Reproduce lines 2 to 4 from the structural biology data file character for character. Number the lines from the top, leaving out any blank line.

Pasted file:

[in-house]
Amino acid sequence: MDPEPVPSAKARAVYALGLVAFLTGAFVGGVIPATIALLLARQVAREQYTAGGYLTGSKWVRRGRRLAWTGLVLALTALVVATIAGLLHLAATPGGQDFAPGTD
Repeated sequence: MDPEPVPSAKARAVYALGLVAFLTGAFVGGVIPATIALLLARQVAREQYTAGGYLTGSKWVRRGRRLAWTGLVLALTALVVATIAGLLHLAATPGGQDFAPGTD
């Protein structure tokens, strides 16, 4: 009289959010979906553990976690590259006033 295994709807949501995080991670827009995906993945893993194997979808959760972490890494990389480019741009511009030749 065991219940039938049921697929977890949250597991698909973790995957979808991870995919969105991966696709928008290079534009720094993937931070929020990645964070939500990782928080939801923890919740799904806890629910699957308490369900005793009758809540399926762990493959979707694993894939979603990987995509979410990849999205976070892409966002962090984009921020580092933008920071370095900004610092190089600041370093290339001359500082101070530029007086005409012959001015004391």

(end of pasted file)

Amino acid sequence: MDPEPVPSAKARAVYALGLVAFLTGAFVGGVIPATIALLLARQVAREQYTAGGYLTGSKWVRRGRRLAWTGLVLALTALVVATIAGLLHLAATPGGQDFAPGTD
Repeated sequence: MDPEPVPSAKARAVYALGLVAFLTGAFVGGVIPATIALLLARQVAREQYTAGGYLTGSKWVRRGRRLAWTGLVLALTALVVATIAGLLHLAATPGGQDFAPGTD
């Protein structure tokens, strides 16, 4: 009289959010979906553990976690590259006033 295994709807949501995080991670827009995906993945893993194997979808959760972490890494990389480019741009511009030749 065991219940039938049921697929977890949250597991698909973790995957979808991870995919969105991966696709928008290079534009720094993937931070929020990645964070939500990782928080939801923890919740799904806890629910699957308490369900005793009758809540399926762990493959979707694993894939979603990987995509979410990849999205976070892409966002962090984009921020580092933008920071370095900004610092190089600041370093290339001359500082101070530029007086005409012959001015004391």